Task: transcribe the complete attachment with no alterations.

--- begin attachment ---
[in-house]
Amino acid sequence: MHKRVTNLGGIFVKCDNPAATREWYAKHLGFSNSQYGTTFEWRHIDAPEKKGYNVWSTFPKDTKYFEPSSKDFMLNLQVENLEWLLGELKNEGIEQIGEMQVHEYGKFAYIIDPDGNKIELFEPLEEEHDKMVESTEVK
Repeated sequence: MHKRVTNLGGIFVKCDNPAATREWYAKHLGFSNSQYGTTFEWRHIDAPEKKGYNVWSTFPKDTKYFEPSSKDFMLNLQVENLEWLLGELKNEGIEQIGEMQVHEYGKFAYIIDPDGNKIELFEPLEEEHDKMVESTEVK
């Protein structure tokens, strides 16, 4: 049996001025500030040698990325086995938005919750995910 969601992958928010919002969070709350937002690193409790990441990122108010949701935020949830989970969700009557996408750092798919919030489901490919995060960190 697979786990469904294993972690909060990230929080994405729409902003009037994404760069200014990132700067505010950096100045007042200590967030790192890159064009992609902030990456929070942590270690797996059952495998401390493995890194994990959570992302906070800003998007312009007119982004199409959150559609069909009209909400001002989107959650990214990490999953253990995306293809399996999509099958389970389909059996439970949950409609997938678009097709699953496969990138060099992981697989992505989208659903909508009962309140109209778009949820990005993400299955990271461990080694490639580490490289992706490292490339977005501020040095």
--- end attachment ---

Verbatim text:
[in-house]
Amino acid sequence: MHKRVTNLGGIFVKCDNPAATREWYAKHLGFSNSQYGTTFEWRHIDAPEKKGYNVWSTFPKDTKYFEPSSKDFMLNLQVENLEWLLGELKNEGIEQIGEMQVHEYGKFAYIIDPDGNKIELFEPLEEEHDKMVESTEVK
Repeated sequence: MHKRVTNLGGIFVKCDNPAATREWYAKHLGFSNSQYGTTFEWRHIDAPEKKGYNVWSTFPKDTKYFEPSSKDFMLNLQVENLEWLLGELKNEGIEQIGEMQVHEYGKFAYIIDPDGNKIELFEPLEEEHDKMVESTEVK
């Protein structure tokens, strides 16, 4: 049996001025500030040698990325086995938005919750995910 969601992958928010919002969070709350937002690193409790990441990122108010949701935020949830989970969700009557996408750092798919919030489901490919995060960190 697979786990469904294993972690909060990230929080994405729409902003009037994404760069200014990132700067505010950096100045007042200590967030790192890159064009992609902030990456929070942590270690797996059952495998401390493995890194994990959570992302906070800003998007312009007119982004199409959150559609069909009209909400001002989107959650990214990490999953253990995306293809399996999509099958389970389909059996439970949950409609997938678009097709699953496969990138060099992981697989992505989208659903909508009962309140109209778009949820990005993400299955990271461990080694490639580490490289992706490292490339977005501020040095």